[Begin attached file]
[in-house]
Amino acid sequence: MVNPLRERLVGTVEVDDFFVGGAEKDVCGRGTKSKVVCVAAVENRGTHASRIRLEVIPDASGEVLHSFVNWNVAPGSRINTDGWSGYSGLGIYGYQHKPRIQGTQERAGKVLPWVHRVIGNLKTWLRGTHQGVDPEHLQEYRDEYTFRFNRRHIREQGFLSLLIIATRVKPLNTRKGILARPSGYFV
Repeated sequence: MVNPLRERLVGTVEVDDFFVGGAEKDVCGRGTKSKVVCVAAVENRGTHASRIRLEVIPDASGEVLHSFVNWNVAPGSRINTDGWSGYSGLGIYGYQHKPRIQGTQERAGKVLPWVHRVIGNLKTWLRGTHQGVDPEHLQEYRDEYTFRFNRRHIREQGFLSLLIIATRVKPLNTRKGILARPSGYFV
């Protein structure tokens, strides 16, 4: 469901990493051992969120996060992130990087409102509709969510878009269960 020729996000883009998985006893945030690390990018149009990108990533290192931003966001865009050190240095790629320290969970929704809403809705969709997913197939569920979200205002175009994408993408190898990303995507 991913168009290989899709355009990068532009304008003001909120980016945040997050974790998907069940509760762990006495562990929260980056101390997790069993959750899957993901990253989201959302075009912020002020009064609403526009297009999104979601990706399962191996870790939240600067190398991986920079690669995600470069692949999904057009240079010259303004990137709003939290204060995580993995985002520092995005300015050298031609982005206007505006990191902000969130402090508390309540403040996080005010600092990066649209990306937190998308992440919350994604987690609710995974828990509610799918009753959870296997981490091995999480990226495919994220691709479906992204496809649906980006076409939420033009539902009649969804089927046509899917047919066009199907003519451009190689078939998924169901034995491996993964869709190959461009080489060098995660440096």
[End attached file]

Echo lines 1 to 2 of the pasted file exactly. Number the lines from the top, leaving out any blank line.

[in-house]
Amino acid sequence: MVNPLRERLVGTVEVDDFFVGGAEKDVCGRGTKSKVVCVAAVENRGTHASRIRLEVIPDASGEVLHSFVNWNVAPGSRINTDGWSGYSGLGIYGYQHKPRIQGTQERAGKVLPWVHRVIGNLKTWLRGTHQGVDPEHLQEYRDEYTFRFNRRHIREQGFLSLLIIATRVKPLNTRKGILARPSGYFV